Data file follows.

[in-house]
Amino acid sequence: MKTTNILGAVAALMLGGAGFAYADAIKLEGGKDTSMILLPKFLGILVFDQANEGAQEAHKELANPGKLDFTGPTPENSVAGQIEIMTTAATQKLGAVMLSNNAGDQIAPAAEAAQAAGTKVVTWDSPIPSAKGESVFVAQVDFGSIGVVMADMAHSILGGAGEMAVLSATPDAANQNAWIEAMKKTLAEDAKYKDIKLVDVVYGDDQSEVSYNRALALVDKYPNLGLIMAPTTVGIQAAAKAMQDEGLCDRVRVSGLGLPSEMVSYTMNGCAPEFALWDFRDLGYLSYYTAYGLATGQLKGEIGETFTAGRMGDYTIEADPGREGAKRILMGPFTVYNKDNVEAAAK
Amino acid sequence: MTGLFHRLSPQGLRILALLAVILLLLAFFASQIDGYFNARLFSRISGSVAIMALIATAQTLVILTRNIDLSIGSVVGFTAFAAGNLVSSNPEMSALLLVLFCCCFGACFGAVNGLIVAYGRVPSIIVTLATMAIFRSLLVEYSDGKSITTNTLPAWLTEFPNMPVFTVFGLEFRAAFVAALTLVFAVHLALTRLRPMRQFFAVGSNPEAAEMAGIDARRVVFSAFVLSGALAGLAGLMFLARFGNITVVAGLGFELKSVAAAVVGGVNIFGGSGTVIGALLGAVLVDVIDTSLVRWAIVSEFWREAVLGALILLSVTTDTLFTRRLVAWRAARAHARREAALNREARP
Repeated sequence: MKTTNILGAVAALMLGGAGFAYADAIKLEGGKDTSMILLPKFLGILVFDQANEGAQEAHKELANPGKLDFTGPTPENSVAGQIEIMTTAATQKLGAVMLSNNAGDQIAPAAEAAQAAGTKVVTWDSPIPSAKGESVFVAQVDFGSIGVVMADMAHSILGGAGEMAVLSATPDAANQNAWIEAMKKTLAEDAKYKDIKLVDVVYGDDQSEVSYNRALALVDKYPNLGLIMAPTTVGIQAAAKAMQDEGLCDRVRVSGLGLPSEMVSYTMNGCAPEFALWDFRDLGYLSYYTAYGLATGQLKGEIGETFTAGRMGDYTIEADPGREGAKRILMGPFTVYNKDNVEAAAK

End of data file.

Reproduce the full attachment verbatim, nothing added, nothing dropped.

[in-house]
Amino acid sequence: MKTTNILGAVAALMLGGAGFAYADAIKLEGGKDTSMILLPKFLGILVFDQANEGAQEAHKELANPGKLDFTGPTPENSVAGQIEIMTTAATQKLGAVMLSNNAGDQIAPAAEAAQAAGTKVVTWDSPIPSAKGESVFVAQVDFGSIGVVMADMAHSILGGAGEMAVLSATPDAANQNAWIEAMKKTLAEDAKYKDIKLVDVVYGDDQSEVSYNRALALVDKYPNLGLIMAPTTVGIQAAAKAMQDEGLCDRVRVSGLGLPSEMVSYTMNGCAPEFALWDFRDLGYLSYYTAYGLATGQLKGEIGETFTAGRMGDYTIEADPGREGAKRILMGPFTVYNKDNVEAAAK
Amino acid sequence: MTGLFHRLSPQGLRILALLAVILLLLAFFASQIDGYFNARLFSRISGSVAIMALIATAQTLVILTRNIDLSIGSVVGFTAFAAGNLVSSNPEMSALLLVLFCCCFGACFGAVNGLIVAYGRVPSIIVTLATMAIFRSLLVEYSDGKSITTNTLPAWLTEFPNMPVFTVFGLEFRAAFVAALTLVFAVHLALTRLRPMRQFFAVGSNPEAAEMAGIDARRVVFSAFVLSGALAGLAGLMFLARFGNITVVAGLGFELKSVAAAVVGGVNIFGGSGTVIGALLGAVLVDVIDTSLVRWAIVSEFWREAVLGALILLSVTTDTLFTRRLVAWRAARAHARREAALNREARP
Repeated sequence: MKTTNILGAVAALMLGGAGFAYADAIKLEGGKDTSMILLPKFLGILVFDQANEGAQEAHKELANPGKLDFTGPTPENSVAGQIEIMTTAATQKLGAVMLSNNAGDQIAPAAEAAQAAGTKVVTWDSPIPSAKGESVFVAQVDFGSIGVVMADMAHSILGGAGEMAVLSATPDAANQNAWIEAMKKTLAEDAKYKDIKLVDVVYGDDQSEVSYNRALALVDKYPNLGLIMAPTTVGIQAAAKAMQDEGLCDRVRVSGLGLPSEMVSYTMNGCAPEFALWDFRDLGYLSYYTAYGLATGQLKGEIGETFTAGRMGDYTIEADPGREGAKRILMGPFTVYNKDNVEAAAK